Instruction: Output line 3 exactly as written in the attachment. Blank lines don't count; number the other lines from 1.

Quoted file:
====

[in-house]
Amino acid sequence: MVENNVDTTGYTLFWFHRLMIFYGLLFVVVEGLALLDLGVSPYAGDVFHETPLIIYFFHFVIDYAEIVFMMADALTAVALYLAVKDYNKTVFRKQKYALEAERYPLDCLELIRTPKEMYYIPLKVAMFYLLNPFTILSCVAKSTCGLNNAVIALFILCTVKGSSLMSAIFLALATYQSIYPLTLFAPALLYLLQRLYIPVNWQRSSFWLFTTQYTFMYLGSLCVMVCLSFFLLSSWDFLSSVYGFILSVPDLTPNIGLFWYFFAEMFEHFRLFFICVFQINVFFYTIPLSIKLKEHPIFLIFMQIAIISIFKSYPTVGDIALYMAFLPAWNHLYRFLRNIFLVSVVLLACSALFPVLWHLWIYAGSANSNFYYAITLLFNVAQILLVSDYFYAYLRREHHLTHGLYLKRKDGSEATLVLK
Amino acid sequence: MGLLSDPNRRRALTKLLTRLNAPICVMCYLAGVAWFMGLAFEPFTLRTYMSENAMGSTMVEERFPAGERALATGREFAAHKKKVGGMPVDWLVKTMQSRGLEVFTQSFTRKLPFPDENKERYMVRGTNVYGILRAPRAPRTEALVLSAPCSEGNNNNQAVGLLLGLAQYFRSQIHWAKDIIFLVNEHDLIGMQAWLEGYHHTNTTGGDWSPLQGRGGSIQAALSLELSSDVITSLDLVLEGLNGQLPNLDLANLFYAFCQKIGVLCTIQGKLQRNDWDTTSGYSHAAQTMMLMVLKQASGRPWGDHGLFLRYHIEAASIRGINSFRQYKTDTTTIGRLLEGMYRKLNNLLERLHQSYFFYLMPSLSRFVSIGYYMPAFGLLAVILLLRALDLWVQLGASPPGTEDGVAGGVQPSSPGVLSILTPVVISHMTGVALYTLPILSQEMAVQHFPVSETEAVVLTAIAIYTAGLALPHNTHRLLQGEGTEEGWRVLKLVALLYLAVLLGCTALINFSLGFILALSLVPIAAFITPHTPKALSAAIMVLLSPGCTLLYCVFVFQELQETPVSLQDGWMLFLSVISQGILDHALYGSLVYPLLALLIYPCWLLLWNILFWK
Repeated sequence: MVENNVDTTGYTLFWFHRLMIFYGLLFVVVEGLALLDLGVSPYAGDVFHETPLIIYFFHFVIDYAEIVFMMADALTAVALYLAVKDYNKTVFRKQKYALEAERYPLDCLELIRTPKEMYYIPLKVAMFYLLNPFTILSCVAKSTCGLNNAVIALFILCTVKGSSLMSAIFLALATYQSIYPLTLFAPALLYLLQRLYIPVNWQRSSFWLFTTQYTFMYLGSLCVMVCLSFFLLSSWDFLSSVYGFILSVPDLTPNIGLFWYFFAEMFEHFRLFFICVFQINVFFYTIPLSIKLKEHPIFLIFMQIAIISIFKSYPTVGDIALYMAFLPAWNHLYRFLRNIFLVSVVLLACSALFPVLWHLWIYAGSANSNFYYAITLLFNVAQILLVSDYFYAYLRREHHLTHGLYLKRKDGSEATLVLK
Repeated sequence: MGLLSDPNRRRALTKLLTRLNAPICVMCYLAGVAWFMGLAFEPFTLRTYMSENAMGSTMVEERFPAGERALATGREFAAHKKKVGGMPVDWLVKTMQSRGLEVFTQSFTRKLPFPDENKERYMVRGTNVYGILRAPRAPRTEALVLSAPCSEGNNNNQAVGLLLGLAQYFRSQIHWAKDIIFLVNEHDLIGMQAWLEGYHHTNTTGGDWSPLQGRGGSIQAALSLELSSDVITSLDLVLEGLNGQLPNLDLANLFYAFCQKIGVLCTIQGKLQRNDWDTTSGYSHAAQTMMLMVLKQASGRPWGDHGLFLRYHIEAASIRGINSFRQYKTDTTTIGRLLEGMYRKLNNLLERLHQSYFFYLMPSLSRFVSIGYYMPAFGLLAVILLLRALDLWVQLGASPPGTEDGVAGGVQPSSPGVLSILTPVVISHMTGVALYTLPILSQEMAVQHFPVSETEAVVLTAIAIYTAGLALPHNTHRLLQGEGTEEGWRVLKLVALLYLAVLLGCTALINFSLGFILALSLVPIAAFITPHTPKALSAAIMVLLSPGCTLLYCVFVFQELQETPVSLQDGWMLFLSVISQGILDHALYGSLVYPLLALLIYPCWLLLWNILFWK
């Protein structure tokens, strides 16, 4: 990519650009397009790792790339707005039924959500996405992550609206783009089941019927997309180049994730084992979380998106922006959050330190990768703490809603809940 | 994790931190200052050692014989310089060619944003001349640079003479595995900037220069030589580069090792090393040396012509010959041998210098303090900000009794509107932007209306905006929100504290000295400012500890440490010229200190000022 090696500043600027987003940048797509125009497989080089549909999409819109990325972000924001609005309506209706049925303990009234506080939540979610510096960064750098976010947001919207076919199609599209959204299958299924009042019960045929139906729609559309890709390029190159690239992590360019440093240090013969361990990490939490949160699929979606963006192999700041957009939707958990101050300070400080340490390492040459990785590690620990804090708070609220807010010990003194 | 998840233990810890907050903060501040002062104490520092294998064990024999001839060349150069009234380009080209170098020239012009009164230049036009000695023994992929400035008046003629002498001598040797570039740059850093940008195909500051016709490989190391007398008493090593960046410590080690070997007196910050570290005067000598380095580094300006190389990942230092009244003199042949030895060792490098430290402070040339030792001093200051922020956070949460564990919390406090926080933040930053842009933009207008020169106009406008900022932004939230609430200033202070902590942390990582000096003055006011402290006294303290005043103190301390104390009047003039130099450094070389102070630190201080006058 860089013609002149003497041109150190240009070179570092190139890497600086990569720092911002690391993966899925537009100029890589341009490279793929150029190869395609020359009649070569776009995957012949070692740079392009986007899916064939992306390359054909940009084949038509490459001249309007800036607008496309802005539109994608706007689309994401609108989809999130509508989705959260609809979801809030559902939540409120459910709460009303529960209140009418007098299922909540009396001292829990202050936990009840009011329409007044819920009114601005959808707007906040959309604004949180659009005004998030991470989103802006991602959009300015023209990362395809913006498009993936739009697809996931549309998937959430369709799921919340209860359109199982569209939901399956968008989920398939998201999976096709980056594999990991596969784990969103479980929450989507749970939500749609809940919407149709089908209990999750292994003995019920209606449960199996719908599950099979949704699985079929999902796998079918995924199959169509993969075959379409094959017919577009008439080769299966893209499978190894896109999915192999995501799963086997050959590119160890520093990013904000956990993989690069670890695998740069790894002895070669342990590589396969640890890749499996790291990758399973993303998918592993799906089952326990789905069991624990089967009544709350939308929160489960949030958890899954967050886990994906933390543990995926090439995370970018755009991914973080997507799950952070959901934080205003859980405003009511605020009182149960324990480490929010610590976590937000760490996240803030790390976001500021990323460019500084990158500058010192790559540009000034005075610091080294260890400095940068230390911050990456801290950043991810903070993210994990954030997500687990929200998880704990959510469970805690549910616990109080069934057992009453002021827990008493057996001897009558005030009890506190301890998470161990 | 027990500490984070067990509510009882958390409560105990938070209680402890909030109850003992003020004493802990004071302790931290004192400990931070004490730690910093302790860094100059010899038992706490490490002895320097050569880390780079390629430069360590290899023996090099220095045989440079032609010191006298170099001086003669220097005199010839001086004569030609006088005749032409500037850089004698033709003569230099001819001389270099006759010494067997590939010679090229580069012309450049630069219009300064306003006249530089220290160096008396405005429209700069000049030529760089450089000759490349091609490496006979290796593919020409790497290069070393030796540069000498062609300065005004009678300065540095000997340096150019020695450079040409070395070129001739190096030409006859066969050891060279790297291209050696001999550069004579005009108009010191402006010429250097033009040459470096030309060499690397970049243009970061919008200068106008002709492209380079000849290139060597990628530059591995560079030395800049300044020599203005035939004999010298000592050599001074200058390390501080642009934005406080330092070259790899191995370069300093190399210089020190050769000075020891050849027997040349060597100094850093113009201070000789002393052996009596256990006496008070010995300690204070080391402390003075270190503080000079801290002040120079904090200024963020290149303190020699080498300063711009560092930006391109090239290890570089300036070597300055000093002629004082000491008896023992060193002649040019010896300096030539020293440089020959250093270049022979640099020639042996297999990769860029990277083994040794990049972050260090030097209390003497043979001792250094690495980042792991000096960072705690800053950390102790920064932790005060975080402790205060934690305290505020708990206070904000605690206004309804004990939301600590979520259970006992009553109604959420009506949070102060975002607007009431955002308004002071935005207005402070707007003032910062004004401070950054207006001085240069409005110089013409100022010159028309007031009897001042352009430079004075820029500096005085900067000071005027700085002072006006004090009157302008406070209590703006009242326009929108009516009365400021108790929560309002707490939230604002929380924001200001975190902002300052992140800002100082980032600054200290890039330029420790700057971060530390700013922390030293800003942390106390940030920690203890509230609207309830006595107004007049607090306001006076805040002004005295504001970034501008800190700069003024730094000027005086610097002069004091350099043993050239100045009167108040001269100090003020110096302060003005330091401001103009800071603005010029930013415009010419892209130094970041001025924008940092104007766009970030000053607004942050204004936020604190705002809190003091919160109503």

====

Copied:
Amino acid sequence: MGLLSDPNRRRALTKLLTRLNAPICVMCYLAGVAWFMGLAFEPFTLRTYMSENAMGSTMVEERFPAGERALATGREFAAHKKKVGGMPVDWLVKTMQSRGLEVFTQSFTRKLPFPDENKERYMVRGTNVYGILRAPRAPRTEALVLSAPCSEGNNNNQAVGLLLGLAQYFRSQIHWAKDIIFLVNEHDLIGMQAWLEGYHHTNTTGGDWSPLQGRGGSIQAALSLELSSDVITSLDLVLEGLNGQLPNLDLANLFYAFCQKIGVLCTIQGKLQRNDWDTTSGYSHAAQTMMLMVLKQASGRPWGDHGLFLRYHIEAASIRGINSFRQYKTDTTTIGRLLEGMYRKLNNLLERLHQSYFFYLMPSLSRFVSIGYYMPAFGLLAVILLLRALDLWVQLGASPPGTEDGVAGGVQPSSPGVLSILTPVVISHMTGVALYTLPILSQEMAVQHFPVSETEAVVLTAIAIYTAGLALPHNTHRLLQGEGTEEGWRVLKLVALLYLAVLLGCTALINFSLGFILALSLVPIAAFITPHTPKALSAAIMVLLSPGCTLLYCVFVFQELQETPVSLQDGWMLFLSVISQGILDHALYGSLVYPLLALLIYPCWLLLWNILFWK